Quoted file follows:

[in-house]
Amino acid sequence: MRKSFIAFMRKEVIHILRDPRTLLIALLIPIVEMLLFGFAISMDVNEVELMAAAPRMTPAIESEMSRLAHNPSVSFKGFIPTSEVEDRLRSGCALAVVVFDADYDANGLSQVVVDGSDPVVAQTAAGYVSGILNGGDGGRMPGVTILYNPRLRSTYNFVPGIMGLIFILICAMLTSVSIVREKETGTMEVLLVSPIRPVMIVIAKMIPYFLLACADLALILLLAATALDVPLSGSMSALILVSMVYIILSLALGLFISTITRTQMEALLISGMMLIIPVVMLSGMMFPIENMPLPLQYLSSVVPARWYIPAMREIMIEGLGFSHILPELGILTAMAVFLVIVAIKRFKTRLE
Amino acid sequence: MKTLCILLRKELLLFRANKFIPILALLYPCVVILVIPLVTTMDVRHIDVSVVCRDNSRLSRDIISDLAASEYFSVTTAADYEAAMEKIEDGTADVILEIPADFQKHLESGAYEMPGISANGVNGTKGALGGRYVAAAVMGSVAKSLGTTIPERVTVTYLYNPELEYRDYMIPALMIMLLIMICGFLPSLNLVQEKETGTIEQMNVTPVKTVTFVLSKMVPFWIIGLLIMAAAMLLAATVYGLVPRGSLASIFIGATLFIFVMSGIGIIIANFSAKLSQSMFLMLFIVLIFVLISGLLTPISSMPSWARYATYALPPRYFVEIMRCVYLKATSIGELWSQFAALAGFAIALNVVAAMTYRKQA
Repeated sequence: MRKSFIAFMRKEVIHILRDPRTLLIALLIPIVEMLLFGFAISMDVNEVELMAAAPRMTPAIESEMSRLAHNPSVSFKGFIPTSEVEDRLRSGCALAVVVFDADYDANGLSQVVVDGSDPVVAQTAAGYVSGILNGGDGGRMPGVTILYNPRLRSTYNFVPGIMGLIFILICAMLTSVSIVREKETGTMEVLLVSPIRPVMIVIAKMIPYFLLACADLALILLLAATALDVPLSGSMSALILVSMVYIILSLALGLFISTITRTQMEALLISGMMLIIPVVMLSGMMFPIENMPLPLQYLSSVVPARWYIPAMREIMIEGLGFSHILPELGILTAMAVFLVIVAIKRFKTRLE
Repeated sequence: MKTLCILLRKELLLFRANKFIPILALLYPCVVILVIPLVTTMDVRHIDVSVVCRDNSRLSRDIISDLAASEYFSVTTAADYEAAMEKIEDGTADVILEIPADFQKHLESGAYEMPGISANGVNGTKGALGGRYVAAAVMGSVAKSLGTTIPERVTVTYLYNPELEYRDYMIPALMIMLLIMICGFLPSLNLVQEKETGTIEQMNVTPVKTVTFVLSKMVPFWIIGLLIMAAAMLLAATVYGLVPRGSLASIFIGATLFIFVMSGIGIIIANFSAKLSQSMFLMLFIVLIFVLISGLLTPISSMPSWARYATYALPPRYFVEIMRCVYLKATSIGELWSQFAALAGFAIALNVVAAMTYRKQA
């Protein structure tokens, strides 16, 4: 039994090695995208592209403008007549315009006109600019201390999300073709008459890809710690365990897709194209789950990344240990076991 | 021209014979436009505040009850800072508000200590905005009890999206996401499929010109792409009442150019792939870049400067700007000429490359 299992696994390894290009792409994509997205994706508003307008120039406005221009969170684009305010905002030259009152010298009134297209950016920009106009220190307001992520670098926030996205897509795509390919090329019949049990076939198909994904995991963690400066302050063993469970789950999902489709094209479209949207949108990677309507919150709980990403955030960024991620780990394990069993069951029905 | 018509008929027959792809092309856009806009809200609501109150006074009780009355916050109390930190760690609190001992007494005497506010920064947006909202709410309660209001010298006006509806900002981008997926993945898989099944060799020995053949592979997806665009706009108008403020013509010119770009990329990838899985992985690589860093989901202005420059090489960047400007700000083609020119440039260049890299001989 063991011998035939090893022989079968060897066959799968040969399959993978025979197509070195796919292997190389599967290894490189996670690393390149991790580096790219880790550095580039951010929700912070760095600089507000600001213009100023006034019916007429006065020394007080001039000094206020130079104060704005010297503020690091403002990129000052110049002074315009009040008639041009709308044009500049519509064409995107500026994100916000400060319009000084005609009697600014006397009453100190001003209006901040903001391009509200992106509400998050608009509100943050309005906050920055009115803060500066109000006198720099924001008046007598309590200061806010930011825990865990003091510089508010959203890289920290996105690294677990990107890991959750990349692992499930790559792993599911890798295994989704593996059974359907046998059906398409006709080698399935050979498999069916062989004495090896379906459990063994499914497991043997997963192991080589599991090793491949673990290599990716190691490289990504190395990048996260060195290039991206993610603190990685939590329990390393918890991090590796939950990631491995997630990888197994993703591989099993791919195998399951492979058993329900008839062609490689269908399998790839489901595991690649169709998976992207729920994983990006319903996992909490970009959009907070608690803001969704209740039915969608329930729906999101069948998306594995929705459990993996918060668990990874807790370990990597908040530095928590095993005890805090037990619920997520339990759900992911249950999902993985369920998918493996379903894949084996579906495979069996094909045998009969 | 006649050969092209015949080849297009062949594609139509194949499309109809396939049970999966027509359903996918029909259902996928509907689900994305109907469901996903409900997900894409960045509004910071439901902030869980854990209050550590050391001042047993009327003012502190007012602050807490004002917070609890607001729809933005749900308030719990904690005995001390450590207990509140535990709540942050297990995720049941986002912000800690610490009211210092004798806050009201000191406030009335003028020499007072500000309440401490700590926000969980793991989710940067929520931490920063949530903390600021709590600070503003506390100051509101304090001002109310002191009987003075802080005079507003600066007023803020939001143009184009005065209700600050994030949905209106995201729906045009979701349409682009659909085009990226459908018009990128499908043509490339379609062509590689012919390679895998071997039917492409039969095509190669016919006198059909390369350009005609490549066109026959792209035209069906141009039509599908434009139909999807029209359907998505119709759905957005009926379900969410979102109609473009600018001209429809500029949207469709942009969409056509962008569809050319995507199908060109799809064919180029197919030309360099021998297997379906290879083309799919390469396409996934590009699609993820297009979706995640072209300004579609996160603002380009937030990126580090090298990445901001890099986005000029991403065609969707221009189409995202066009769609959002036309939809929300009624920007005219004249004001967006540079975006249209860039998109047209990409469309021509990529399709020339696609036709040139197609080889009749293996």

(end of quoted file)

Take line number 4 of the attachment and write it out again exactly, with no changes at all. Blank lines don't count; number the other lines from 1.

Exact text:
Repeated sequence: MRKSFIAFMRKEVIHILRDPRTLLIALLIPIVEMLLFGFAISMDVNEVELMAAAPRMTPAIESEMSRLAHNPSVSFKGFIPTSEVEDRLRSGCALAVVVFDADYDANGLSQVVVDGSDPVVAQTAAGYVSGILNGGDGGRMPGVTILYNPRLRSTYNFVPGIMGLIFILICAMLTSVSIVREKETGTMEVLLVSPIRPVMIVIAKMIPYFLLACADLALILLLAATALDVPLSGSMSALILVSMVYIILSLALGLFISTITRTQMEALLISGMMLIIPVVMLSGMMFPIENMPLPLQYLSSVVPARWYIPAMREIMIEGLGFSHILPELGILTAMAVFLVIVAIKRFKTRLE